We have previously demonstrated that short-term exposure to diesel exhaust (DE) for 1 h induced a marked leukocytic infiltration in the airways of healthy human volunteers involving neutrophils, lymphocytes, and mast cells along with increases in several inflammatory mediators. We hypothesized that the leukocyte infiltration and the various inflammatory responses induced by DE were mediated by enhanced chemokine and cytokine production by resident cells of the airway tissue and lumen. To investigate this, 15 healthy human volunteers were exposed to diluted DE and air on two separate occasions for 1 h each in an exposure chamber. Fiberoptic bronchoscopy was performed 6 h after each exposure to obtain endobronchial biopsies and bronchial wash (BW) cells. Using reverse transcriptase/polymerase chain reaction enzyme-linked immunosorbent assay (RT-PCR ELISA), a novel and sensitive technique to quantify relative amounts of cytokine mRNA gene transcripts, and immunohistochemical staining with computer-assisted image analysis to quantify expression of cytokine protein in the bronchial tissue, we have demonstrated that DE enhanced gene transcription of interleukin-8 (IL-8) in the bronchial tissue and BW cells along with increases in IL-8 and growth-regulated oncogene-alpha (GRO- α ) protein expression in the bronchial epithelium, and an accompanying trend toward an increase in IL-5 mRNA gene transcripts in the bronchial tissue. There were no significant changes in the gene transcript levels of interleukin-1B (IL-1 β ), tumor necrosis factor-alpha (TNF- α ), interferon gamma (IFN- γ ), and granulocyte macrophage colony–stimulating factor (GM-CSF) either in the bronchial tissue or BW cells after DE exposure at this time point. These observations suggest an underlying mechanism for DE-induced airway leukocyte infiltration and offer a possible explanation for the association observed between ambient levels of particulate matter and various respiratory health outcome indices noted in epidemiological studies. Salvi SS, Nordenhall C, Blomberg A, Rudell B, Pourazar J, Kelly FJ, Wilson S, Sandström T, Holgate ST, Frew AJ. Acute exposure to diesel exhaust increases IL-8 and GRO- α production in healthy human airways.
Continuing expansion in the number of diesel engine powered vehicles has increased the concentration of diesel exhaust particles (DEP) in the ambient atmosphere of most urban areas worldwide, and DEP is now one of the major contributors to inhalable particulate matter pollution throughout the industrialized world. Although several epidemiological studies have reported associations between daily concentrations of ambient particulate matter and increased incidences of allergies, asthma, respiratory infections, increased hospitalization for respiratory diseases, decreased pulmonary function, and premature mortality among the general population (1), there are only few studies that have addressed the underlying biological mechanisms of particulate matter toxicity. We have previously demonstrated that short-term exposure to diesel exhaust (DE) for 1 h induced an acute inflammatory response in the airways of healthy human volunteers. Along with an increase in the concentrations of histamine and fibronectin in the bronchoalveolar lavage fluid (BALF), DE elicited a marked leukocytic infiltration in the airways involving neutrophils, lymphocytes, and mast cells (2).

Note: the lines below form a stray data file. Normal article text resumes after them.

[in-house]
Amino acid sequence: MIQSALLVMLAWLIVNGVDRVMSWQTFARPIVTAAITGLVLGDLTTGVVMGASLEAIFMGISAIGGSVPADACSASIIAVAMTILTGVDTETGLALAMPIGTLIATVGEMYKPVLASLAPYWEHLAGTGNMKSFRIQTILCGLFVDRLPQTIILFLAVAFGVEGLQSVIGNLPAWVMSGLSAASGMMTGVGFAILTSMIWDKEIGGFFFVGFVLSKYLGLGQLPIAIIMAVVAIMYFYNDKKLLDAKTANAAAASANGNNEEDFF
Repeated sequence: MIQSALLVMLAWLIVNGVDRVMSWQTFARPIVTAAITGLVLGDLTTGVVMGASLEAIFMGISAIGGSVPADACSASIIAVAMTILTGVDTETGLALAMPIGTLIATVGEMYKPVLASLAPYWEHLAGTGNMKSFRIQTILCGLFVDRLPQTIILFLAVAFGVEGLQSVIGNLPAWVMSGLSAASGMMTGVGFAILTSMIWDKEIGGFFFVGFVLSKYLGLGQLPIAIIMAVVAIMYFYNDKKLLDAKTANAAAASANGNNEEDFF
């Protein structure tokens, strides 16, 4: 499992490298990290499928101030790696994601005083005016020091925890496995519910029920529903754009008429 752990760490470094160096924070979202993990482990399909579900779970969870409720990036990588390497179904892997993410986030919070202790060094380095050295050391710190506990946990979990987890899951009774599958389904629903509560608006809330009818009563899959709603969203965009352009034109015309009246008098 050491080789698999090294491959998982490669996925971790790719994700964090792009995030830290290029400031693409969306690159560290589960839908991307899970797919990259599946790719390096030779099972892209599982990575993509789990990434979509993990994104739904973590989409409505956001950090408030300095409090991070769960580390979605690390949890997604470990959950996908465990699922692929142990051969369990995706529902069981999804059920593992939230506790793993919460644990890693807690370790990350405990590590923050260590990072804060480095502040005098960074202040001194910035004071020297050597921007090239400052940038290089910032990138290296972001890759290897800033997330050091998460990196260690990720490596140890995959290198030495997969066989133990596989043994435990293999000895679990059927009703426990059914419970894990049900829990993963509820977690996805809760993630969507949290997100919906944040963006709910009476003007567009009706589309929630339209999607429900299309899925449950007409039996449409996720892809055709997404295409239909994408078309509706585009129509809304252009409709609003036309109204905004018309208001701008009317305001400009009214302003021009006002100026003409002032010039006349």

Recruitment of inflammatory cells from the circulation into the airway mucosa during an inflammatory response is a highly complex process involving a series of coordinated events. These include movement of leukocytes from the blood to the luminal surface of postcapillary venules, adhesion to endothelial cells via the induced upregulation of adhesion molecules, transendothelial migration, and finally movement along a gradient of chemotactic stimuli toward the source of the inflammatory focus. We have already shown that exposure to DE upregulates the expression of the adhesion molecules intercellular adhesion molecule-1 (ICAM-1) and vascular cell adhesion molecule-1 (VCAM-1) on capillary endothelial cells of the bronchial submucosa and induces a concomitant increase in the number of leukocyte function–associated antigen 1–positive (LFA-1+) leukocytes in the airway tissue of healthy human subjects (2). Chemokines are low-molecular-weight signaling proteins which direct the migration of leukocytes from the blood vessel toward the inflammatory focus (3). The effects of DE on chemokine production have been studied in rats (4) and in epithelial and macrophage cell cultures exposed to DEP in vitro (5-8), and these have demonstrated increased production of interleukin-8 (IL-8) and macrophage inflammatory protein-1α (MIP-1α).